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.

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I was hoping that someone would pit the 860 and 920 head-to-head! The odd thing, though, is that when I use a system builder's configurator to put together the X58 or P55 system I want, they come out about the same price. [shrug]

This isn't my own work; it's been bouncing around the World of Warcraft forums for a while. But, it's relevant, I think:

Technically WoW only utilizes 2 cores max. However, you can modify your config.wtf file, the "set process affinity" value to 15 to use all 4 cores equally. If you google "setprofessaffinity" you might be able to find a map, but some general values...

  • 5 = cores 1&3
  • 7 = cores 1,2,3
  • 10 = cores 2&4
  • 14 = Cores 2,3,4
  • 15 = Cores 1,2,3,4

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ClemSnide said...

* 5 = cores 1&3

* 7 = cores 1,2,3

* 10 = cores 2&4

* 14 = Cores 2,3,4

* 15 = Cores 1,2,3,4

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Looks binary, with each core being represented by an individual bit:

From your examples, core 1 is the right most bit, and the others move left (as is standard for binary)

So, using one core would be: b0001 = 1 in decimal.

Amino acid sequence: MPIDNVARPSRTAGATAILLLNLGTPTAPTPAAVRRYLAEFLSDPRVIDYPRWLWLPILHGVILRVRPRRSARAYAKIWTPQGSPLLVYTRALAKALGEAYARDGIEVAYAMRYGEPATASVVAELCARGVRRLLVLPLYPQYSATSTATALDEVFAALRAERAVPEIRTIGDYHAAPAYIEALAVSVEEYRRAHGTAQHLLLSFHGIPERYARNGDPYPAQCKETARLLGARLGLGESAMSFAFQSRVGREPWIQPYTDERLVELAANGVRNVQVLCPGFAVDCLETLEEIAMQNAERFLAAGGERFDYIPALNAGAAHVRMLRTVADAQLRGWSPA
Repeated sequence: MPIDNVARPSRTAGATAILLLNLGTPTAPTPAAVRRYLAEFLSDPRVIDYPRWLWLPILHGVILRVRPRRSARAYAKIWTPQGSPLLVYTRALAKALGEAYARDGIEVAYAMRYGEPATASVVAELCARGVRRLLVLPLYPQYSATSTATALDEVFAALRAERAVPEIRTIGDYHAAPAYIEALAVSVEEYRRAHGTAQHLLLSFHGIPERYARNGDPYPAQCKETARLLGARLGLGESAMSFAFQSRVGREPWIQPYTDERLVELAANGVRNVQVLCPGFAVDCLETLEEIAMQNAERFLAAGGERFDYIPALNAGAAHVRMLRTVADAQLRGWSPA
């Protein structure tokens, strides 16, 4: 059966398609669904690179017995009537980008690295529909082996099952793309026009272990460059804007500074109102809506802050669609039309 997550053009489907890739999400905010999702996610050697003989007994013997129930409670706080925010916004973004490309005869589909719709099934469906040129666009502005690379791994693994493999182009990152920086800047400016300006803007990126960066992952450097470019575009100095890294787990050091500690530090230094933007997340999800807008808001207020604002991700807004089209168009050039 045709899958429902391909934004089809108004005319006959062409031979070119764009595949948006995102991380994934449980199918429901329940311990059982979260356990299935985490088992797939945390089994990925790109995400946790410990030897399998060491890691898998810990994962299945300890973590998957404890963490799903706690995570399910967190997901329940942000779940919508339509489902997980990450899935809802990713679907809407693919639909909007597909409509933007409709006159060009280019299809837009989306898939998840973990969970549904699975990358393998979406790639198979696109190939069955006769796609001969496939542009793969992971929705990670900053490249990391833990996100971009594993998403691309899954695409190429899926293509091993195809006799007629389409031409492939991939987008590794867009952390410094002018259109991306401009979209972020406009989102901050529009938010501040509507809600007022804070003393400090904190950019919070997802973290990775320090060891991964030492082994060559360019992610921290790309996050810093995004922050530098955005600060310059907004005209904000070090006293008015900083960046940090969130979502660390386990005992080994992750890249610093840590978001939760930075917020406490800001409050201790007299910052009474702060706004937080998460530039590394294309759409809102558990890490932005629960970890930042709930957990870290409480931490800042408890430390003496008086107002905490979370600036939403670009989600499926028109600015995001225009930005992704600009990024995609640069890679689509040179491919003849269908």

Using cores 1 & 3, would be: b0101 = 5 in decimal.

etc...

So here's the missing map you mentioned for the combinations not shown:

Only core 1 = b0001 = 1 decimal.

Only core 2 = b0010 = 2 decimal.

Cores 1&2 = b0011 = 3 decimal.

Only core 3 = b0100 = 4 decimal.

Cores 1&3 = b0101 = 5 decimal.

Cores 2&3 = b0110 = 6 decimal.

Core 4 only = b1000 = 8 decimal.

Cores 1&4 = b1001 = 9 decimal.

Cores 1,2 & 4 = b1011 = 11 decimal.

Cores 3&4 = b1100 = 12 decimal.

Cores 1,3 & 4 = b1101 = 13 decimal.

And of course, my favorite way to play WoW:

No processor cores = b0000 = 0 decimal

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Thank you for this comparison, Hothardware. I am in the process of choosing which Core i7 socket to go with....the 1156 or 1366. I had to ask various computer engineers, friends and early tech adopters on which socket is for the better. You brought interesting economical and future-proof arguments into the mix. Since I am building a PC now, I will stick with the 1156. It may be a gamble...but the cost is an important factor in my purchasing (especially since the Motherboards for 1366 is ridiculously expensive).

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I like to build for as much performance as possible for the money I'm spending at the time. Then I just enjoy what I have until something happens and I can afford to upgrade or build again. If I was building right now it would have to be the Lynnfield Core, i7 860. As software and game development progresses, this platform will be the most advantageous to own.

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I've been waiting for the new CPUs and chipsets before buying anything. I don't need to have the top of the line super expensive stuff. The i5 is just what I needed.